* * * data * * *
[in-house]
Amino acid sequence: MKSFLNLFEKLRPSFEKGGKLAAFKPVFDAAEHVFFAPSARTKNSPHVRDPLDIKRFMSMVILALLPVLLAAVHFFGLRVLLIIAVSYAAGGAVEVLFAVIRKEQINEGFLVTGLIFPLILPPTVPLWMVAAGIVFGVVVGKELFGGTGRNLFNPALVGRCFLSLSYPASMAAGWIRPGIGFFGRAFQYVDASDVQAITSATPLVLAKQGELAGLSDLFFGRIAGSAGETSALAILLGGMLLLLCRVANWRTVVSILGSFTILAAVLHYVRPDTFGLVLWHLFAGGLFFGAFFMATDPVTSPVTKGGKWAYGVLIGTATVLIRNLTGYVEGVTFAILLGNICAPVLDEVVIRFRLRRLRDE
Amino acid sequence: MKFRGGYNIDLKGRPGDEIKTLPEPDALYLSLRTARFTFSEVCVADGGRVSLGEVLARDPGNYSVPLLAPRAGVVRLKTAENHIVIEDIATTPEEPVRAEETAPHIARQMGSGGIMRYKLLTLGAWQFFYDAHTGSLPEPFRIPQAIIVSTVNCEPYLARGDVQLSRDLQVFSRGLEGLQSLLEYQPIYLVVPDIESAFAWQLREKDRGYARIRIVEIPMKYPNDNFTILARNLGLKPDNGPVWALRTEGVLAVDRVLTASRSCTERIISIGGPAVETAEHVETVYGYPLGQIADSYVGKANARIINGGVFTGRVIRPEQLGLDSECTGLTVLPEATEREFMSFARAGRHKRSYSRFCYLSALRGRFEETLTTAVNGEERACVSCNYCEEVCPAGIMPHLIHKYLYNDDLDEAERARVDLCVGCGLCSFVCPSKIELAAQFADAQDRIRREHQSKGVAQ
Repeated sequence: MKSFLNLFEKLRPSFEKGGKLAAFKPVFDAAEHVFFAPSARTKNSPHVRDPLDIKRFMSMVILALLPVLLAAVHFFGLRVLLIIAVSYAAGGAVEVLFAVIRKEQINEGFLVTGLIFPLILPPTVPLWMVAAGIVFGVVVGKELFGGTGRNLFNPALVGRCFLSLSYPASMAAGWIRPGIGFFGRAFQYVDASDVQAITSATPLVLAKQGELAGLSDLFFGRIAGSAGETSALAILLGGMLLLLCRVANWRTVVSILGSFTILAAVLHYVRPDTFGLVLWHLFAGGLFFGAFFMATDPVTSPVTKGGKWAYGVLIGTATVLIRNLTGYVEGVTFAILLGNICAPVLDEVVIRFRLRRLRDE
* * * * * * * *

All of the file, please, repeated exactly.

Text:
[in-house]
Amino acid sequence: MKSFLNLFEKLRPSFEKGGKLAAFKPVFDAAEHVFFAPSARTKNSPHVRDPLDIKRFMSMVILALLPVLLAAVHFFGLRVLLIIAVSYAAGGAVEVLFAVIRKEQINEGFLVTGLIFPLILPPTVPLWMVAAGIVFGVVVGKELFGGTGRNLFNPALVGRCFLSLSYPASMAAGWIRPGIGFFGRAFQYVDASDVQAITSATPLVLAKQGELAGLSDLFFGRIAGSAGETSALAILLGGMLLLLCRVANWRTVVSILGSFTILAAVLHYVRPDTFGLVLWHLFAGGLFFGAFFMATDPVTSPVTKGGKWAYGVLIGTATVLIRNLTGYVEGVTFAILLGNICAPVLDEVVIRFRLRRLRDE
Amino acid sequence: MKFRGGYNIDLKGRPGDEIKTLPEPDALYLSLRTARFTFSEVCVADGGRVSLGEVLARDPGNYSVPLLAPRAGVVRLKTAENHIVIEDIATTPEEPVRAEETAPHIARQMGSGGIMRYKLLTLGAWQFFYDAHTGSLPEPFRIPQAIIVSTVNCEPYLARGDVQLSRDLQVFSRGLEGLQSLLEYQPIYLVVPDIESAFAWQLREKDRGYARIRIVEIPMKYPNDNFTILARNLGLKPDNGPVWALRTEGVLAVDRVLTASRSCTERIISIGGPAVETAEHVETVYGYPLGQIADSYVGKANARIINGGVFTGRVIRPEQLGLDSECTGLTVLPEATEREFMSFARAGRHKRSYSRFCYLSALRGRFEETLTTAVNGEERACVSCNYCEEVCPAGIMPHLIHKYLYNDDLDEAERARVDLCVGCGLCSFVCPSKIELAAQFADAQDRIRREHQSKGVAQ
Repeated sequence: MKSFLNLFEKLRPSFEKGGKLAAFKPVFDAAEHVFFAPSARTKNSPHVRDPLDIKRFMSMVILALLPVLLAAVHFFGLRVLLIIAVSYAAGGAVEVLFAVIRKEQINEGFLVTGLIFPLILPPTVPLWMVAAGIVFGVVVGKELFGGTGRNLFNPALVGRCFLSLSYPASMAAGWIRPGIGFFGRAFQYVDASDVQAITSATPLVLAKQGELAGLSDLFFGRIAGSAGETSALAILLGGMLLLLCRVANWRTVVSILGSFTILAAVLHYVRPDTFGLVLWHLFAGGLFFGAFFMATDPVTSPVTKGGKWAYGVLIGTATVLIRNLTGYVEGVTFAILLGNICAPVLDEVVIRFRLRRLRDE